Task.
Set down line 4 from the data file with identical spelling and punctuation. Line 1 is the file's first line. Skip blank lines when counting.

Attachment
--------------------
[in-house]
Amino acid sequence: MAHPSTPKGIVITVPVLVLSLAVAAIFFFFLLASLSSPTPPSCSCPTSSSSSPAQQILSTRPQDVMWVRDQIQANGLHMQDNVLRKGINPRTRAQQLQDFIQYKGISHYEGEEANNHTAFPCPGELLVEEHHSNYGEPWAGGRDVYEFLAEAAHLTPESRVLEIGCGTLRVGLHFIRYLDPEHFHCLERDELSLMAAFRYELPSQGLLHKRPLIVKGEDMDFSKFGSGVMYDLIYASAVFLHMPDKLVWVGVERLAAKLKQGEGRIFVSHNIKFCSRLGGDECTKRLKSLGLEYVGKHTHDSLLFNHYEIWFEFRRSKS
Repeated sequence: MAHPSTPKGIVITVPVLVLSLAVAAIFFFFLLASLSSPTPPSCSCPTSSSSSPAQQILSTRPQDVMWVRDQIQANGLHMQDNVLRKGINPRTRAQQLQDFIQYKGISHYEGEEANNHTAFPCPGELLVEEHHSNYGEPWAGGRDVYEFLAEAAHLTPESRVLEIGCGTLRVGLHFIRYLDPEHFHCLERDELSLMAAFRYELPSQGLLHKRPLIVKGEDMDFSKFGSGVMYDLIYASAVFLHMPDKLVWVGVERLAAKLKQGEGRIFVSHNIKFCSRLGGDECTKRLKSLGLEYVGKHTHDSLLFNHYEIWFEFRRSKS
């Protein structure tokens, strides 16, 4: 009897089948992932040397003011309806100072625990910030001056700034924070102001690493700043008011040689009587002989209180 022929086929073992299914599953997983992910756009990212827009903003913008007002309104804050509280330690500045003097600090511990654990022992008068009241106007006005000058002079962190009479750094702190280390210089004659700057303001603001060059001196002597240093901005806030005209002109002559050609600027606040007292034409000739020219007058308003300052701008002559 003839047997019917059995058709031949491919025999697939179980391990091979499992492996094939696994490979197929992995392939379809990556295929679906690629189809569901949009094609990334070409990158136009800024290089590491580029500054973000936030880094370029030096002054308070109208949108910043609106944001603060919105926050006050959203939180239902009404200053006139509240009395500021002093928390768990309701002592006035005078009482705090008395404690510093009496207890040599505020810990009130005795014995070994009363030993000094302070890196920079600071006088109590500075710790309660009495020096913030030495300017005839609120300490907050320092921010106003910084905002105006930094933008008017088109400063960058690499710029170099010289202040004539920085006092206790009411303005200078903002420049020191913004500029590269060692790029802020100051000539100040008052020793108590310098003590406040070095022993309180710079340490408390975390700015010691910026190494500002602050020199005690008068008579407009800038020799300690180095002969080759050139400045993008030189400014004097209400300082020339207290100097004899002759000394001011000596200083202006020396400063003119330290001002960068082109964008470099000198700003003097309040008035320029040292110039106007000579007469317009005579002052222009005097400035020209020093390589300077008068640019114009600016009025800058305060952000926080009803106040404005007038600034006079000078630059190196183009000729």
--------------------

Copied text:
């Protein structure tokens, strides 16, 4: 009897089948992932040397003011309806100072625990910030001056700034924070102001690493700043008011040689009587002989209180 022929086929073992299914599953997983992910756009990212827009903003913008007002309104804050509280330690500045003097600090511990654990022992008068009241106007006005000058002079962190009479750094702190280390210089004659700057303001603001060059001196002597240093901005806030005209002109002559050609600027606040007292034409000739020219007058308003300052701008002559 003839047997019917059995058709031949491919025999697939179980391990091979499992492996094939696994490979197929992995392939379809990556295929679906690629189809569901949009094609990334070409990158136009800024290089590491580029500054973000936030880094370029030096002054308070109208949108910043609106944001603060919105926050006050959203939180239902009404200053006139509240009395500021002093928390768990309701002592006035005078009482705090008395404690510093009496207890040599505020810990009130005795014995070994009363030993000094302070890196920079600071006088109590500075710790309660009495020096913030030495300017005839609120300490907050320092921010106003910084905002105006930094933008008017088109400063960058690499710029170099010289202040004539920085006092206790009411303005200078903002420049020191913004500029590269060692790029802020100051000539100040008052020793108590310098003590406040070095022993309180710079340490408390975390700015010691910026190494500002602050020199005690008068008579407009800038020799300690180095002969080759050139400045993008030189400014004097209400300082020339207290100097004899002759000394001011000596200083202006020396400063003119330290001002960068082109964008470099000198700003003097309040008035320029040292110039106007000579007469317009005579002052222009005097400035020209020093390589300077008068640019114009600016009025800058305060952000926080009803106040404005007038600034006079000078630059190196183009000729």